The country’s record on academic freedom is far from stellar, but the hope is these partnerships will help bolster commitment to researcher autonomy
Thailand and the EU last week signed off a new scheme allowing researchers from Thailand to join European Research Council-funded projects.
ERC already has a number of such arrangements with countries including Australia, Brazil, China, India and the US, but this is the first time it has cooperated with Thailand’s National Higher Education, Science, Research and Innovation Policy Council.
Researchers in Europe welcomed the agreement, pointing to its potential impact on academic freedom globally, given Thailand’s poor track record in this area.
“Such an agreement can make an important contribution in supporting academic freedom, because it will be key to the researchers supported by the ERC under this partnership,” said Jan Palmowski, secretary general of the Guild of European Research-Intensive Universities. “The ERC must stand up for academic freedom amongst its own researchers, and this includes researchers who are supported by it from beyond Europe. So I welcome this agreement because it encourages excellent science at a global level.”
Lidia Borrell-Damián, secretary general of Science Europe, noted that the ERC’s ethos is that excellence exists everywhere and its mission is to highlight it, including in countries where researchers may struggle to express their views. “This speaks to the ERC’s policy that excellence is ubiquitous and knowledge does not know countries or races. I think the ERC wants to prove that countries like Thailand that have not been traditional partners can be [partners],” said Borrell-Damián.
The science cooperation is part of a wider push for closer relations with Thailand. In the beginning of September, the EU sealed a partnership and cooperation agreement with the country, which some hope may provide the impetus to relaunch talks over a free trade agreement. The agreement enhances cooperation on a number of policy areas, from environment and energy to science and technology.
The enhanced cooperation was agreed as political turmoil in Thailand rumbled on. Just a few weeks ago, the country's constitutional court instructed incumbent prime minister Prayuth Chan-ocha to temporarily step down from his duties while it deliberates whether he has exceeded the limit of the permitted eight-year term in office.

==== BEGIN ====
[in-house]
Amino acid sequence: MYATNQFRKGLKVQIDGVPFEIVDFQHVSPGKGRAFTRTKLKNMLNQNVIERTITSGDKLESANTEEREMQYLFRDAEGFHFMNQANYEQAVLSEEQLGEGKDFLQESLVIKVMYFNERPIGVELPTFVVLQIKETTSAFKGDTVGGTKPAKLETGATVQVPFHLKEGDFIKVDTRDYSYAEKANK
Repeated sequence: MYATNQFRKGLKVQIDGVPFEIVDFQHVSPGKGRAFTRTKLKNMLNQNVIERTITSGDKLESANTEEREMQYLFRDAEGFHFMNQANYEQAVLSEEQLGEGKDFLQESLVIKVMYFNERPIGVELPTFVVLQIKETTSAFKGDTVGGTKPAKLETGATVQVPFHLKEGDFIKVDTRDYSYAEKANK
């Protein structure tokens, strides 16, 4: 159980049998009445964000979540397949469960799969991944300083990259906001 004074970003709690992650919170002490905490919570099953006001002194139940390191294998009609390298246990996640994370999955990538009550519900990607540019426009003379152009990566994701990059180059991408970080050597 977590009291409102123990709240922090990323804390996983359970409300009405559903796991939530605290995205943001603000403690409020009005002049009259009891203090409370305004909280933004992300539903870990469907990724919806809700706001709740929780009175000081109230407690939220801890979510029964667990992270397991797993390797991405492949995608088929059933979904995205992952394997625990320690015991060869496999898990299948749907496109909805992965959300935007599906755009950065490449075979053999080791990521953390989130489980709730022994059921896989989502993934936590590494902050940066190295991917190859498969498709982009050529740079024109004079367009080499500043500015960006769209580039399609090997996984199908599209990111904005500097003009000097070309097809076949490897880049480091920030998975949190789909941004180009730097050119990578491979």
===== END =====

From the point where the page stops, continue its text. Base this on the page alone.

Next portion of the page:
Thailand’s academic freedom record has been poor in recent years, with more and more young Thais, including students, being prosecuted for expressing support for democratic reforms. The country’s lèse-majesté law, which criminalises insults to the monarchy, a Scholars at Risk report noted in 2021, is an especially serious threat to academic freedom.
MEP Christian Ehler, the European Parliament’s leading voice on academic freedom, believes the Commission should be clear on how it plans to safeguard academic freedom in the new partnership. He noted that last year Thailand barely scored better than Belarus on the Academic Freedom Index.
“While in principle welcoming this partnership, I would urge the Commission and ERC to publicly explain how they are planning to safeguard academic freedom in this new partnership. Particularly, how they will ensure that the grants on the Thai side are allocated fairly and how they are planning to promote academic freedom in Thailand beyond this partnership," said Ehler.
“In principle I believe that these kinds of partnerships are good - science is a global endeavour and needs global cooperation. However, Thailand's record on academic freedom does also draw attention to the fact that we should not be naive about science policy collaboration.”
Borrell-Damián said Thailand is looking to improve its research credibility globally, recalling her impressions from the Global Research Council meeting in Panama earlier this year. “They are really committed,” Borrell-Damián told Science|Business. “What I know is that the government wants to really put Thailand’s research on the map.”
The link with ERC is a great opportunity for Thailand-based researchers to demonstrate their commitment to academic freedom and global scientific cooperation. “I think that it is a big opportunity because people know what the ERC stands for, the values that it stands for and that there are no compromises on research excellence and research ethics and integrity,” Borrell-Damián said.
Monika Steinel, deputy secretary general of the European University Association (EUA), said global scientific cooperation must continue and highlighted the importance of tools for dealing with threats to academic freedom that may arise. Many universities have rules for dealing with partners from around the world. “This is extremely important, as universities must remain open to international exchange; blanket bans are not desirable and should be avoided at all costs,” said Steinel.
The ERC did not immediately respond to the request for comment.